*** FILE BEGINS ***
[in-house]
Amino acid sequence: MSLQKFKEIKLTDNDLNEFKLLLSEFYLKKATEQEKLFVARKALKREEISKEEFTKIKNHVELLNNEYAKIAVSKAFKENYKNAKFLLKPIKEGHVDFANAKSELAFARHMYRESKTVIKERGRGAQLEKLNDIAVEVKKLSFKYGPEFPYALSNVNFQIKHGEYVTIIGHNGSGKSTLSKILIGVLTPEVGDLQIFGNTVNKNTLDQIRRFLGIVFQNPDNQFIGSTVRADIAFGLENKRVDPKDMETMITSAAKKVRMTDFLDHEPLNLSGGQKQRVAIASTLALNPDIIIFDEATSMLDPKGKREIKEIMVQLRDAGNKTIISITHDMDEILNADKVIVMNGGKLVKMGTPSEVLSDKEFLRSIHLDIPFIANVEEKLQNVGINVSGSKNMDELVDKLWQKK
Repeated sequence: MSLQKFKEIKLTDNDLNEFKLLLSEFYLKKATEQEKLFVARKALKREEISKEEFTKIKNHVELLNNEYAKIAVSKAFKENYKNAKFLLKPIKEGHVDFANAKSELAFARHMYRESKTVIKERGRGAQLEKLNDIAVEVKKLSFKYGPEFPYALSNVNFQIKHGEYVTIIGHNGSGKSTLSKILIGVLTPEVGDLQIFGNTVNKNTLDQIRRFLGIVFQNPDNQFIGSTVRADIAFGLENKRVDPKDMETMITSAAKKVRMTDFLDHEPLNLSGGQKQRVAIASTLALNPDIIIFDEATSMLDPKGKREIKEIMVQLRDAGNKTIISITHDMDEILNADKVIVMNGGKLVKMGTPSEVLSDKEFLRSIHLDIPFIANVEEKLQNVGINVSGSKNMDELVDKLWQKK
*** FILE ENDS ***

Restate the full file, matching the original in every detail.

[in-house]
Amino acid sequence: MSLQKFKEIKLTDNDLNEFKLLLSEFYLKKATEQEKLFVARKALKREEISKEEFTKIKNHVELLNNEYAKIAVSKAFKENYKNAKFLLKPIKEGHVDFANAKSELAFARHMYRESKTVIKERGRGAQLEKLNDIAVEVKKLSFKYGPEFPYALSNVNFQIKHGEYVTIIGHNGSGKSTLSKILIGVLTPEVGDLQIFGNTVNKNTLDQIRRFLGIVFQNPDNQFIGSTVRADIAFGLENKRVDPKDMETMITSAAKKVRMTDFLDHEPLNLSGGQKQRVAIASTLALNPDIIIFDEATSMLDPKGKREIKEIMVQLRDAGNKTIISITHDMDEILNADKVIVMNGGKLVKMGTPSEVLSDKEFLRSIHLDIPFIANVEEKLQNVGINVSGSKNMDELVDKLWQKK
Repeated sequence: MSLQKFKEIKLTDNDLNEFKLLLSEFYLKKATEQEKLFVARKALKREEISKEEFTKIKNHVELLNNEYAKIAVSKAFKENYKNAKFLLKPIKEGHVDFANAKSELAFARHMYRESKTVIKERGRGAQLEKLNDIAVEVKKLSFKYGPEFPYALSNVNFQIKHGEYVTIIGHNGSGKSTLSKILIGVLTPEVGDLQIFGNTVNKNTLDQIRRFLGIVFQNPDNQFIGSTVRADIAFGLENKRVDPKDMETMITSAAKKVRMTDFLDHEPLNLSGGQKQRVAIASTLALNPDIIIFDEATSMLDPKGKREIKEIMVQLRDAGNKTIISITHDMDEILNADKVIVMNGGKLVKMGTPSEVLSDKEFLRSIHLDIPFIANVEEKLQNVGINVSGSKNMDELVDKLWQKK